The author of a new book about the 4-day work week breaks down 3 myths about achieving your goals - and outlines one simple step towards working fewer hours
- Joe Sanok is the author of a new book about the four-day work week.
- Changing your weekend plans can be a good first step towards a four-day work week, he said.
Joe Sanok, the author of a new book about productivity and a four-day work week, says there are three myths about achieving your goals that everyone should be aware of.
The first is that there is a universal blueprint for fulfilling your goals - instead, people need to learn what works for them, he told Insider.
The second myth is that you need to work all hours of the day, seven days a week, to find success. People who advocate hustle culture are not making best use of their time, he said.
The third myth, Sanok said, is that "our egos need to be wrapped up in our jobs." Doing something that rewards you is important - but as a society, we overvalue work and undervalue family time, Sanok said.
Sanok is a private consultant and host of the "Practice of Practice" podcast. His book, 'Thursday is the new Friday: How to work fewer hours, make more money and spend time doing what you want," is a self-help book that makes the case for the four-day work week.
For some, the hardest bit is getting comfortable with the very idea of working less
The book is not about changing company culture, Sanok writes. Not everyone can cut their work days down as much as they want after, all - bad managers can be a barrier, for example, he writes. A lack of financial freedom, or limited access to childcare support, can also hold people back.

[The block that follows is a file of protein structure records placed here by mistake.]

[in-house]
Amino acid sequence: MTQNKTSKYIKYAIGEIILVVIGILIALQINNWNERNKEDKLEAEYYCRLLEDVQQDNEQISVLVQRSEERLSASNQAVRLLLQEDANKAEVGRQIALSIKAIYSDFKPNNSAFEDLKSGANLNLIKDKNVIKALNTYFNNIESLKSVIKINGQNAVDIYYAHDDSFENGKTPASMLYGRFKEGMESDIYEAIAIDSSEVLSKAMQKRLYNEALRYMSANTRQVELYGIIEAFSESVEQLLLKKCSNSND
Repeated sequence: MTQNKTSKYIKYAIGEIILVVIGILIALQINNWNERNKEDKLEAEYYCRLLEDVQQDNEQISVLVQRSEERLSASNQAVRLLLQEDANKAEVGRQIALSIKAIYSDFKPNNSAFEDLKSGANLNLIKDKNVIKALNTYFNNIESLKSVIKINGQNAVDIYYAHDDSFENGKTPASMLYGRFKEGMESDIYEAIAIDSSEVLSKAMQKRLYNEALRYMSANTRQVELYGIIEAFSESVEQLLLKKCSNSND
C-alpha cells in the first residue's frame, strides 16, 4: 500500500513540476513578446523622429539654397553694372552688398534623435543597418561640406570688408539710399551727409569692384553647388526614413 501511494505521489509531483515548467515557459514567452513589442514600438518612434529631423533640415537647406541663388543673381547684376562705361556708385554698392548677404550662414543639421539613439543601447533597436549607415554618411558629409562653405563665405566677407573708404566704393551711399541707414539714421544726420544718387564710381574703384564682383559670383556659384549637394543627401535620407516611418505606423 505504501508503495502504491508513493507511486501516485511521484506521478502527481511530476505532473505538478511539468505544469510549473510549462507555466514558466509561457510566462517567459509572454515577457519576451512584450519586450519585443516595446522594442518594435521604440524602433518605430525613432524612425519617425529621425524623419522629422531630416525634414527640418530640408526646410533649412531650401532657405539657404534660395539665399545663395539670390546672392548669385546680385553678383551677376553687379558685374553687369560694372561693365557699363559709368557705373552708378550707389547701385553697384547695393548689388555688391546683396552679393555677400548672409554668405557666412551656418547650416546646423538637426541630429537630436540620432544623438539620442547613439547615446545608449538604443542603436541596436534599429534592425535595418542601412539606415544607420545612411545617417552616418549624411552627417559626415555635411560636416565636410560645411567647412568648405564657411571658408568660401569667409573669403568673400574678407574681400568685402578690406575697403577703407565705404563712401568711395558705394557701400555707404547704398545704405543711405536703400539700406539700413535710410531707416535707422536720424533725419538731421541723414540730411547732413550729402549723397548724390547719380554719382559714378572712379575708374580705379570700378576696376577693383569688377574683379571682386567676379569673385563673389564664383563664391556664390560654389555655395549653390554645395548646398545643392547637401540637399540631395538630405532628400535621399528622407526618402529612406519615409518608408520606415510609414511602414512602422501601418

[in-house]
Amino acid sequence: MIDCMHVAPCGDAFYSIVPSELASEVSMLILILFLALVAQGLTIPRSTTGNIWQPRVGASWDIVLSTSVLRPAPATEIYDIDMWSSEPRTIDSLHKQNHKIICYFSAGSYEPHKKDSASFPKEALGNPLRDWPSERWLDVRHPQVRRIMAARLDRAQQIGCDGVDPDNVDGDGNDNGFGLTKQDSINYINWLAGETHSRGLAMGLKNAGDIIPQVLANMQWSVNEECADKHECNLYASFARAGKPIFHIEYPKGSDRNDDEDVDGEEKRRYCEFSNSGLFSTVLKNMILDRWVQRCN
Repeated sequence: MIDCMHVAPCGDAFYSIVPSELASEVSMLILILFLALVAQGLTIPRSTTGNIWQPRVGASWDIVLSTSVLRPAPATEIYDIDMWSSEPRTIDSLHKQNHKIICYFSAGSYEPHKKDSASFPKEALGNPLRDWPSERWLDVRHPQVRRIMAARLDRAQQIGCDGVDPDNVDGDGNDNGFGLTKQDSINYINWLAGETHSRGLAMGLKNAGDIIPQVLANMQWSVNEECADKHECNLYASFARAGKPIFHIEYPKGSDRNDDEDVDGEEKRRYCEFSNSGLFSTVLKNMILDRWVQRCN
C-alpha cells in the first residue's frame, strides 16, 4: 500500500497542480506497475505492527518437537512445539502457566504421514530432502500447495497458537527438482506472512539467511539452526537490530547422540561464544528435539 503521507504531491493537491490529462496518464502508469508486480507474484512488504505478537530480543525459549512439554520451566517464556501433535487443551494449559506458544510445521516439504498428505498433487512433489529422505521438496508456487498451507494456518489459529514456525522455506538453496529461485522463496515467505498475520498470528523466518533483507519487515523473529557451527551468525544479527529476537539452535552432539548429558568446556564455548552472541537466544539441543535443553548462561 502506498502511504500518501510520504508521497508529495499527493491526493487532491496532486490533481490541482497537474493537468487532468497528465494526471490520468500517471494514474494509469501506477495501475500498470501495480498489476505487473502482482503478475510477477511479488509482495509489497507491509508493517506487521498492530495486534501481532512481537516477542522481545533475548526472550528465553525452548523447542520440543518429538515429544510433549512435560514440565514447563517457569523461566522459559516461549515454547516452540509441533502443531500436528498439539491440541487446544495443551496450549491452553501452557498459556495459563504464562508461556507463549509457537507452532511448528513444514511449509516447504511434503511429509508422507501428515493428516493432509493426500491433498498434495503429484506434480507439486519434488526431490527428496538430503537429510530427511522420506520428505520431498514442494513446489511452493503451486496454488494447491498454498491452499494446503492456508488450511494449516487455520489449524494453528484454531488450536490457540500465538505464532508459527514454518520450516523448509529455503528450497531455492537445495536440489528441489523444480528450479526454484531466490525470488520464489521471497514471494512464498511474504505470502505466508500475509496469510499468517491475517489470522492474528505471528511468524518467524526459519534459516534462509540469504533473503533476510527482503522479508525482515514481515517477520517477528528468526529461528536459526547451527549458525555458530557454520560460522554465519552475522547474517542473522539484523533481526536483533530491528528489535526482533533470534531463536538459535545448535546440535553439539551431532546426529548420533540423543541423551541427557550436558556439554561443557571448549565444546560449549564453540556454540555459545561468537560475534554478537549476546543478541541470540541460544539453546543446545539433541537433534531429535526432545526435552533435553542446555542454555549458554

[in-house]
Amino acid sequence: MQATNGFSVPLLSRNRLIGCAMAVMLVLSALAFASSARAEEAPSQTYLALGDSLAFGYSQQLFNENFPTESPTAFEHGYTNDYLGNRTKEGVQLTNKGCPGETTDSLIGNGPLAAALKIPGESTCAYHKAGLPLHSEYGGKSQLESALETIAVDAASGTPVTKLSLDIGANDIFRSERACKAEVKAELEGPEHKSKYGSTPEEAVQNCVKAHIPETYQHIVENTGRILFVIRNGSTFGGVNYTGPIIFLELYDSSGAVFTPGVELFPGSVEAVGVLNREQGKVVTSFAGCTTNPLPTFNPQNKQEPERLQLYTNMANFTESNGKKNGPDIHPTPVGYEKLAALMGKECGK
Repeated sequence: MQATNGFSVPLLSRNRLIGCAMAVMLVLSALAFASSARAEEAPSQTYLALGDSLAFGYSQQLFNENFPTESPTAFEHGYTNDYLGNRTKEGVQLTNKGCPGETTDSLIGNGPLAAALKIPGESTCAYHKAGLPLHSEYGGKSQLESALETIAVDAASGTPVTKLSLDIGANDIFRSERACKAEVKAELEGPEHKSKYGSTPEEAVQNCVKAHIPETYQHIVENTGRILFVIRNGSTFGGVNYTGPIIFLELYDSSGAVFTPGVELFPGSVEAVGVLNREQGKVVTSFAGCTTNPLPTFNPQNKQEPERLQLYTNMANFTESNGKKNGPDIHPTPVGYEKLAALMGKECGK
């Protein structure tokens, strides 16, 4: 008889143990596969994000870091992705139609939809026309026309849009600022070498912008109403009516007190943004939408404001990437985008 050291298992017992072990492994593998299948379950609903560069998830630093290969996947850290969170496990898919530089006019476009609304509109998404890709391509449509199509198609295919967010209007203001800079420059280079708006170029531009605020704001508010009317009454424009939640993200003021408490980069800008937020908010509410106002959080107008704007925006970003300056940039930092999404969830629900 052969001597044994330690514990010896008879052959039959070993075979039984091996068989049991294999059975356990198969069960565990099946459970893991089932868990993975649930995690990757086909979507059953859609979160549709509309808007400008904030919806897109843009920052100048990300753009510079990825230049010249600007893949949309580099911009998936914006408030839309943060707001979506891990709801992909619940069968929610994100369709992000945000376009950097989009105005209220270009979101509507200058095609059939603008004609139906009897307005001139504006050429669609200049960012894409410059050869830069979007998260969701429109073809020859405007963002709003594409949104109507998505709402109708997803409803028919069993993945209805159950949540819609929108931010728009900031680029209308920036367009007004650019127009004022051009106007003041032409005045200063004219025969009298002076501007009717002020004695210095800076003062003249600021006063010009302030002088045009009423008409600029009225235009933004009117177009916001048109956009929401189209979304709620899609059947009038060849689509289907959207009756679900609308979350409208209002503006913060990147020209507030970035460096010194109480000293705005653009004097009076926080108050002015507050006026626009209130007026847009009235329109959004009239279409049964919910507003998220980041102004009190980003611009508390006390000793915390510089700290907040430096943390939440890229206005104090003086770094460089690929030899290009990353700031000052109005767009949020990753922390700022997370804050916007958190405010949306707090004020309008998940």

But there are lots of practical hacks to make you more productive and cut down your working hours, some of which Sanok lists in his book.
Some CEOs who have made the swap say that one of the hardest parts is simply becoming comfortable with the entire concept of working less.
This is because the idea of a 40-hour plus, five-day week created by "industrialists" is still how many structure their work lives, which in turn shapes people's identities, Sanok writes.
It's important, therefore, to first to find value in other parts of your life, according to Sanok.
He has a few tips for how to prepare yourself to make that change.
The simple technique for starting: make your weekend work for you
Sanok has a simple, practical technique for anyone who wants to take a step back from work but is finding it hard to do so - start adding more value into your weekends.
Envisage your weekend plans, then add something that will make it better, such as giving yourself permission to read a book, or going for a hike, for example.
At the same time, remove something from your plans that makes you feel stressed.
That could mean, for example, ordering groceries online instead of spending a morning doing them in person, or not meeting a "toxic" person just because you feel like you need to.
Most people live their weekends as a reaction to a stressful week, Sanok said - instead, "be proactive on our weekends to think about what could this future week be if I entered into it fully recharged."
Take small steps
If you have the luxury of taking Fridays off for a period of time, go for it, Sanok said. But for some people, just leaving a few hours earlier is progress.
To begin with, stop and work out when you're most productive and what you want to achieve - then draw up a plan for trying to achieve it, he said.
"Having the mindset that slowing down is the key to then killing it on the other side," he added.
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